Continuously monitor and reassess patients’ conditions to detect changes and adjust your care plan accordingly. Be aware of signs and symptoms to look for in patients with special conditions, including those with diabetes, heart or respiratory conditions, allergies, neurological disorders, and trauma.
EMTs also need to assess and reassess environmental factors that may affect the patient’s condition. For example, in cases of heat exhaustion, hypothermia, or exposure to hazardous substances, EMTs need to continually monitor and manage the patient’s condition in relation to the environment. Continual assessment and reassessment are critical to providing appropriate and timely care to patients in emergency situations.
6. Stay current with your training
By staying up to date with the latest protocols, guidelines, and techniques, you can provide the best emergency medical care possible. Some emerging techniques that EMTs may find valuable in their practice include:
Telemedicine and remote patient monitoring: EMTs can now use telecommunication technology to consult with doctors in real-time to receive guidance on patient care.
Point-of-Care Ultrasound (POCUS): EMTs have started employing this non-invasive imaging technique that uses ultrasound to visualize internal organs and structures in real time at the point of care.
High-Flow Nasal Cannula (HFNC) therapy: EMTs can provide early and effective respiratory support with this non-invasive technique that delivers heated and humidified oxygen or air at a high flow rate through a specialized nasal cannula.
7. Develop good communication skills
Effective communication is critical in emergency situations. As an EMT, you should learn to communicate clearly and concisely. Follow established protocols and provide accurate and timely information to ensure seamless care transitions and the best outcomes for patients. Here are some ways EMTs can improve their communication skills:
Active listening: EMTs should practice active listening, which involves focusing on the speaker, avoiding interruptions, and asking clarifying questions to ensure that they understand the information being conveyed.
Use clear and simple language: EMTs should use language that is easy to understand for patients, their families, and other healthcare providers. Avoid using jargon or technical terms that may confuse or intimidate others.
Use effective non-verbal communication: Non-verbal communication, such as maintaining eye contact, using appropriate facial expressions, and using gestures, can convey empathy, understanding, and reassurance to patients and their families.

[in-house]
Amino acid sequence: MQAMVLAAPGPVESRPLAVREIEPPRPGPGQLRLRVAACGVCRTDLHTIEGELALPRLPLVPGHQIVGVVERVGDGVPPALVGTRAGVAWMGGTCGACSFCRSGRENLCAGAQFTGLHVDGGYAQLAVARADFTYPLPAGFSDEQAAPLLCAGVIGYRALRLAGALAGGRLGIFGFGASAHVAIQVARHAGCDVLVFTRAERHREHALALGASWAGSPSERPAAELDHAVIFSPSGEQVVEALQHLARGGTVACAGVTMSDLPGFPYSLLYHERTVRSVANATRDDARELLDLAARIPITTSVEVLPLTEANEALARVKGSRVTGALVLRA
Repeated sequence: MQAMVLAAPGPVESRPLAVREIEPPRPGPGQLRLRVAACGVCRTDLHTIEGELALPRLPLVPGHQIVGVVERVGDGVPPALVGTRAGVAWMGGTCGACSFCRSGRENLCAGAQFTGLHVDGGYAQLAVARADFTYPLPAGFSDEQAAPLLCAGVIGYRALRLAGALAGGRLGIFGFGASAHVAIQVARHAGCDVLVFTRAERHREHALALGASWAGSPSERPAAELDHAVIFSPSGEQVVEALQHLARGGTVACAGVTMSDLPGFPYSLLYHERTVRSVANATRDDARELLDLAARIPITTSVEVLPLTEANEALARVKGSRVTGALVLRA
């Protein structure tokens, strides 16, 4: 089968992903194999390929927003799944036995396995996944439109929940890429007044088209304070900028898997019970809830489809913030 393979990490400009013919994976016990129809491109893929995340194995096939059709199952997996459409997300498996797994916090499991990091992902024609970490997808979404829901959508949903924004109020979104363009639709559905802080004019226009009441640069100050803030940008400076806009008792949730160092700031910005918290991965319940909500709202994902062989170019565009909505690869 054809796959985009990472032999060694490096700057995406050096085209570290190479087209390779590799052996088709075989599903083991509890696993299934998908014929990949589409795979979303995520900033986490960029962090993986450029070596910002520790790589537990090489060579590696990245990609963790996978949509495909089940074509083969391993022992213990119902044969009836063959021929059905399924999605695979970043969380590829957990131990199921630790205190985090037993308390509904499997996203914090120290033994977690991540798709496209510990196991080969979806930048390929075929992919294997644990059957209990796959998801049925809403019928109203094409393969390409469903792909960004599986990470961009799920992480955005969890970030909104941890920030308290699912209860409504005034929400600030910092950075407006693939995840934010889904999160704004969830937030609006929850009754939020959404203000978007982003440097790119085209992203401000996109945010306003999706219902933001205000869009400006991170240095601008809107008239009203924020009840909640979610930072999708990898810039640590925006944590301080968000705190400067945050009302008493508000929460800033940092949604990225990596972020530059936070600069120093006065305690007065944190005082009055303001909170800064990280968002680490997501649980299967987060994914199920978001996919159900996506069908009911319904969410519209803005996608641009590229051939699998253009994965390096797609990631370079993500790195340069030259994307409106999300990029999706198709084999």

8. Practice good teamwork
Effective teamwork is critical for Emergency Medical Technicians (EMTs) as they often work in high-pressure situations where seamless coordination and collaboration among team members can make a significant difference in patient outcomes. Here are some ways that EMTs can practice good teamwork:
Foster Mutual Trust and Respect: Trust and respect are foundational elements of good teamwork. EMTs should trust and respect their team members’ skills, knowledge, and expertise. Trust and respect also mean valuing diversity and treating all team members with dignity and professionalism, regardless of their roles or backgrounds.
Review and Learn from Team Performance: After each incident, EMTs should review their team’s performance to identify areas for improvement. This can be done through debriefings, where team members can provide feedback, share insights, and discuss what went well and what could be done better.
Participate in Team Bonding: Regular team training and exercises can help EMTs build teamwork skills and enhance team performance. This can involve simulated scenarios, role-playing exercises, and other team-building activities allowing EMTs to practice working together in realistic emergencies.
9. Treat patients with respect and dignity
This may seem basic, and it should go without saying. However, EMS work can often put you and others in a very stressful environment. As a first responder, it is your responsibility, and it’s to your advantage, to de-escalate and calm stressful situations. Often patients may assess their physical states as worse than they are. It is not your job to convince them otherwise. You are the patient’s advocate; a kind face and gentle words can go a long way.
At the same time, be sensitive to patients from diverse backgrounds, including cultural, linguistic, and socio-economic differences, and provide patient-centered care. Avoiding stereotypes and respecting diversity is essential to offering proper care. Being cognizant of other people’s backgrounds and avoiding assumptions that could lead to misdiagnosis will ultimately improve patient outcomes.
10. Take notes and be consistent